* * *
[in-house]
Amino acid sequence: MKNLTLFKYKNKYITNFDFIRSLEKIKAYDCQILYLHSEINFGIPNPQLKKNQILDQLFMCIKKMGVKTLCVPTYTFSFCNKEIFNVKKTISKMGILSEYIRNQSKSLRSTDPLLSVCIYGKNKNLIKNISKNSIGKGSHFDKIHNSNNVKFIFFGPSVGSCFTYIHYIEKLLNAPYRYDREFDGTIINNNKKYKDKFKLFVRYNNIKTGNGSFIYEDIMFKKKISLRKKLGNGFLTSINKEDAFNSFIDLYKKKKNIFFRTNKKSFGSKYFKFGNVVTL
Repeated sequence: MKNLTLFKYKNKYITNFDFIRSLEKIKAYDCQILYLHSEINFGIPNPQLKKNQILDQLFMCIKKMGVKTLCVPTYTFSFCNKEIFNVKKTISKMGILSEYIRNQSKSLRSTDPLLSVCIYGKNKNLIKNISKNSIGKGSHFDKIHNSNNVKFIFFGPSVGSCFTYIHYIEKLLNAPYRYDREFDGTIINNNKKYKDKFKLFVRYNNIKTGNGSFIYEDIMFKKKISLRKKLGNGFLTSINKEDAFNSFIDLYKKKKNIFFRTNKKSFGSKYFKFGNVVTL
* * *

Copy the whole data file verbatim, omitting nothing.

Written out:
[in-house]
Amino acid sequence: MKNLTLFKYKNKYITNFDFIRSLEKIKAYDCQILYLHSEINFGIPNPQLKKNQILDQLFMCIKKMGVKTLCVPTYTFSFCNKEIFNVKKTISKMGILSEYIRNQSKSLRSTDPLLSVCIYGKNKNLIKNISKNSIGKGSHFDKIHNSNNVKFIFFGPSVGSCFTYIHYIEKLLNAPYRYDREFDGTIINNNKKYKDKFKLFVRYNNIKTGNGSFIYEDIMFKKKISLRKKLGNGFLTSINKEDAFNSFIDLYKKKKNIFFRTNKKSFGSKYFKFGNVVTL
Repeated sequence: MKNLTLFKYKNKYITNFDFIRSLEKIKAYDCQILYLHSEINFGIPNPQLKKNQILDQLFMCIKKMGVKTLCVPTYTFSFCNKEIFNVKKTISKMGILSEYIRNQSKSLRSTDPLLSVCIYGKNKNLIKNISKNSIGKGSHFDKIHNSNNVKFIFFGPSVGSCFTYIHYIEKLLNAPYRYDREFDGTIINNNKKYKDKFKLFVRYNNIKTGNGSFIYEDIMFKKKISLRKKLGNGFLTSINKEDAFNSFIDLYKKKKNIFFRTNKKSFGSKYFKFGNVVTL